I’ve long said that the problem with violence on the streets of Sydney (despite statistically enormous declines over the past ten years) has stemmed not from some sort of bewitching property in alcohol, but from a propensity to violence and an incapacity for some young people to hold their liquor.
We have a dickhead problem. The problem is cultural, not chemical.
If the problem with violence was a pure product of alcohol, why then are the liquor laws able to be so incredibly liberal in Europe and yet there isn’t the same intense media and political focus on alcohol and violence?
There are a few core cultural differences that I want to suggest underpin this: a sense of personal responsibility (as opposed to a reliance of government), a relaxed drinking culture (as opposed to the intense focus on how, when, where, and what can be consumed), and a revulsion at the sort of insecure hyper-masculinity that underpins most alcohol fuelled violence in Australia.
Australia has become quite complacent in our drift towards the American model of consumerism. We expect things to be done for us, and concomitant with that we have come to abrogate responsibility for our personal safety and behaviour to government and the courts. This trend is reflected in the atrocious habit of litigating for any and every accident that happens, a culture of ‘suing’ at the drop of a hat, and this has led to enormous financial impost through insurance and payouts on various sectors of our society. Surf Lifesaving, for example, must pay massive insurances and implement every more ridiculous policies to govern competition that it is choking the sport to death. Risk is a fundamental part of surf lifesaving, but the rise of the litigation society has made us risk-averse.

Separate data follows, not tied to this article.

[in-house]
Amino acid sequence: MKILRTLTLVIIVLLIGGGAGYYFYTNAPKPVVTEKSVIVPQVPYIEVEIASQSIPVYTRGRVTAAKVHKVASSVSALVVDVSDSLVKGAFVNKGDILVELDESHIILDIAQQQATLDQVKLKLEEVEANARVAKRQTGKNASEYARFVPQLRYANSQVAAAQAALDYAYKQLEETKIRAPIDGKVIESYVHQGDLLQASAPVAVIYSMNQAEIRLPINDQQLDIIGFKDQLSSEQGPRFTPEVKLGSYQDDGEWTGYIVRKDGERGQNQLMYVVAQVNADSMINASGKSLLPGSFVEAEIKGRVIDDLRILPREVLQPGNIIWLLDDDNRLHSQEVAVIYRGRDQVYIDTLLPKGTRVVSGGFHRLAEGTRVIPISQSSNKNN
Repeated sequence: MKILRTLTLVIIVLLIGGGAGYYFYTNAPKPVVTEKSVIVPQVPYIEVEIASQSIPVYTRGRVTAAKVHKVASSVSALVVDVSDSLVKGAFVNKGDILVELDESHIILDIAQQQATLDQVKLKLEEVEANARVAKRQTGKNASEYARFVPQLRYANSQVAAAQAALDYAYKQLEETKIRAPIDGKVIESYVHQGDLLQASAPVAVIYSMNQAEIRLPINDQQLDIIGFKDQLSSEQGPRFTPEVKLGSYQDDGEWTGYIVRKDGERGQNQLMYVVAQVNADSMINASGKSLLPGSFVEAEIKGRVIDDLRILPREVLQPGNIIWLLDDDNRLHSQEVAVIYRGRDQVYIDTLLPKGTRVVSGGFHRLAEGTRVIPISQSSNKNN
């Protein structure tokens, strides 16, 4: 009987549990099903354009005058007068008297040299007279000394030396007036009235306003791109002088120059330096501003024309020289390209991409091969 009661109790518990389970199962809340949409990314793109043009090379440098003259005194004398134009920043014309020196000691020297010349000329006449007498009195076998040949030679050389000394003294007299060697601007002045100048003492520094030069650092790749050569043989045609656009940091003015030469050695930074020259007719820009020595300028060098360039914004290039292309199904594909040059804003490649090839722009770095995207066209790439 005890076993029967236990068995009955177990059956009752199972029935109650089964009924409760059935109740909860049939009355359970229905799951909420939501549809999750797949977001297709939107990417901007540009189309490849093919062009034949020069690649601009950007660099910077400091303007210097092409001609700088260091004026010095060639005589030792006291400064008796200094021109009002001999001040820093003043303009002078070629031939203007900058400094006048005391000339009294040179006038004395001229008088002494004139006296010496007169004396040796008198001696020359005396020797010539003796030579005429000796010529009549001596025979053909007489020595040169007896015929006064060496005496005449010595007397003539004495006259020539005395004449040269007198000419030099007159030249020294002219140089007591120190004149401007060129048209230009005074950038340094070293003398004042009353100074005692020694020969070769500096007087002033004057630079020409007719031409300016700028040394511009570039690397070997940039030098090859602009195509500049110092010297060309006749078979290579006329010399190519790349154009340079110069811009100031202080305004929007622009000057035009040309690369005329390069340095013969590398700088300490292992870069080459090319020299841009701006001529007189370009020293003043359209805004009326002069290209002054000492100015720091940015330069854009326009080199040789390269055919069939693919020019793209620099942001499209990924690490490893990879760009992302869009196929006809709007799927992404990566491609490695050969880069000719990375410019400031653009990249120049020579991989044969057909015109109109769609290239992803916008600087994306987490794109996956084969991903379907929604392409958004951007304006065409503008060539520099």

And we expect this same level of safety to be delivered by government. When freak accidents happen – the collapse of a tree on a child, negligence in the workplace – blame must be apportioned to someone, so inevitably the ‘big other’ of Government becomes responsible. So too, when a drunk man fell from a third floor balcony, he successfully sued the establishment for continuing to serve him alcohol. This is patently ridiculous: this man was drunk, but he chose to drink enough booze to make him a complete and utter idiot. How can a business be held responsible for the actions of a dickhead?
Effectively, Australians have come to demand rights with no responsibility, and this has come full circle and is impacting on the basic rights to enjoy oneself with freedom. And the tightening up of the law, like all acts of authority, engenders resistance (in this instance, drunk people being dickheads). Which leads to a further tightening of the law, and more resistance, and so on. Until we are either an utterly boring society (likely), and a permanently morally outraged one (see: Daily Telegraph).
Contrary to this permanent outrage and heavily regulated society, European approaches to drinking treat it a social and cultural practice (rather than a legal or medical one). The focus of drinking in Europe is not on ‘getting drunk’ as it can be in Australia, but rather as a kind of social lubricant. Like all European society, the focus is more on communality, on interaction with friends and family, than it is some macho pursuit of glory or hapless pursuit of drunken ‘fun’. This is not to say people don’t get drunk – they do – but the alcohol is not the focus of an activity, it is a sauce to go with the meatier process of social interaction.